Covalent Tolerance Induction to Factor VIII-Prediction of Inhibitors in Hemophilia
To correlate the HLA type and genetic defect with hemophilia A.
One of the most serious complications of treatment in patients with hemophilia A or hemophilia B is the development of an inhibitor, which is an antibody that neutralizes the factor VIII or IX coagulant activity. Up to one fourth of patients with severe hemophilia A develop an inhibitor but at present it is not possible to predict which patients will develop such antibody. The ability to predict an inhibitor development at an individual level would greatly improve therapeutic approach to this serious problem
Observational Model: Case-Only, Time Perspective: Prospective
The Univeristy of Texas Health Science Center at Houston
The University of Texas Health Science Center, Houston
Results (where available)
- Source: http://clinicaltrials.gov/show/NCT00178607
- Information obtained from ClinicalTrials.gov on July 15, 2010
To identify the causative mutations in previously untreated patients with hemophilia A enrolled in the ReFacto® clinical safety and efficacy study CTN 93-R833-0XX/C9741-28, using two esta...
To collect and analyze data on females with hemophilia so as to better define the difference between the study population and the male population with hemophilia.
To determine the risk factors associated with inhibitor formation in hemophilia A and to study the mechanism of tolerance in the murine hemophilia A model.
To collect and analyze data on female carriers of severe and moderate hemophilia A and B.
To assess efficacy and safety of BeneFix® for prophylaxis in "Short-term" therapy and on demand therapy for all bleeding episodes of subjects with hemophilia B.
Hemophilia A and B are rare inherited bleeding disorders characterized by the deficiency of coagulation factor VIII (FVIII) or factor IX (FIX). While the history of hemophilia dates back to the 2nd ce...
Hemophilia is characterised by abnormal thrombin generation and impaired clot stability. FXIII promotes clot stability and may be a useful adjunct treatment for hemophilia.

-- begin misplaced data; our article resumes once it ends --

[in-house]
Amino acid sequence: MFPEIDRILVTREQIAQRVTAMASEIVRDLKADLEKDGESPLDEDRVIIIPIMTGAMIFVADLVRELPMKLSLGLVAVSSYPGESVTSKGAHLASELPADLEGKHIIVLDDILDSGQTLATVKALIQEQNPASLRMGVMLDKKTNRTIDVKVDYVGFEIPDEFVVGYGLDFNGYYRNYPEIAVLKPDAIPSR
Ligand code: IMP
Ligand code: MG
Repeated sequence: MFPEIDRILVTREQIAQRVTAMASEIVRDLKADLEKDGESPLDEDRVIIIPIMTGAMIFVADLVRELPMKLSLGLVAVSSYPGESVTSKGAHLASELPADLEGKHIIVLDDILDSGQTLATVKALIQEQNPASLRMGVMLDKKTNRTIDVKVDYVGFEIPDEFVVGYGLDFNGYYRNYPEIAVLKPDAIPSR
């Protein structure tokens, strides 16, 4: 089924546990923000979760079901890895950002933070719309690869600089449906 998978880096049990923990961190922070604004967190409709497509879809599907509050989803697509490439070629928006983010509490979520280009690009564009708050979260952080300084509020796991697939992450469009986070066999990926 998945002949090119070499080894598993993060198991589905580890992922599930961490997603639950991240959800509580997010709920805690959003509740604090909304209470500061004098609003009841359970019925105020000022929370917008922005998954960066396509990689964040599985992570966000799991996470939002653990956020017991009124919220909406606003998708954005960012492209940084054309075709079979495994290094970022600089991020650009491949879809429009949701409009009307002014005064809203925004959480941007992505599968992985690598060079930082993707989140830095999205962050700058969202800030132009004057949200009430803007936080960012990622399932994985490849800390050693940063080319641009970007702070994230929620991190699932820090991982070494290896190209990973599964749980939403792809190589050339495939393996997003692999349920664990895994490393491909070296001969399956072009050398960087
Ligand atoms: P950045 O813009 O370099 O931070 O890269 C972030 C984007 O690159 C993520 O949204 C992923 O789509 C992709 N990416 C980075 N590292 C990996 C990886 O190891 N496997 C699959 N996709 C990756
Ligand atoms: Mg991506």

Sequential therapy with activated prothrombin complex concentrates and recombinant activated factor VII to treat unresponsive bleeding in patients with hemophilia and inhibitors: a single center experience.
Currently, the greatest challenge in hemophilia treatment is managing hemophilia patients with inhibitors. The two main bypassing agents that are used to treat hemophilia patients with inhibitors are...
Electroconvulsive therapy (ECT) is used for medication-resistant and life-threatening mental disorders, and therefore it occupies an important position in psychiatric treatment. ECT reportedly increas...
Patients with hemophilia, who have a lifelong hypocoagulability, seem to have a lower cardiovascular mortality than the general population. Nevertheless, the prevalence of cardiovascular risk factors...
Medical and Biotech [MESH] Definitions
A deficiency of blood coagulation factor IX inherited as an X-linked disorder. (Also known as Christmas Disease, after the first patient studied in detail, not the holy day.) Historical and clinical features resemble those in classic hemophilia (HEMOPHILIA A), but patients present with fewer symptoms. Severity of bleeding is usually similar in members of a single family. Many patients are asymptomatic until the hemostatic system is stressed by surgery or trauma. Treatment is similar to that for hemophilia A. (From Cecil Textbook of Medicine, 19th ed, p1008)
The classic hemophilia resulting from a deficiency of factor VIII. It is an inherited disorder of blood coagulation characterized by a permanent tendency to hemorrhage.
A hereditary deficiency of blood coagulation factor XI (also known as plasma thromboplastin antecedent or PTA or antihemophilic factor C) resulting in a systemic blood-clotting defect called hemophilia C or Rosenthal's syndrome, that may resemble classical hemophilia.
Bleeding into the joints. It may arise from trauma or spontaneously in patients with hemophilia.
Stable blood coagulation factor involved in the intrinsic pathway. The activated form XIa activates factor IX to IXa. Deficiency of factor XI is often called hemophilia C.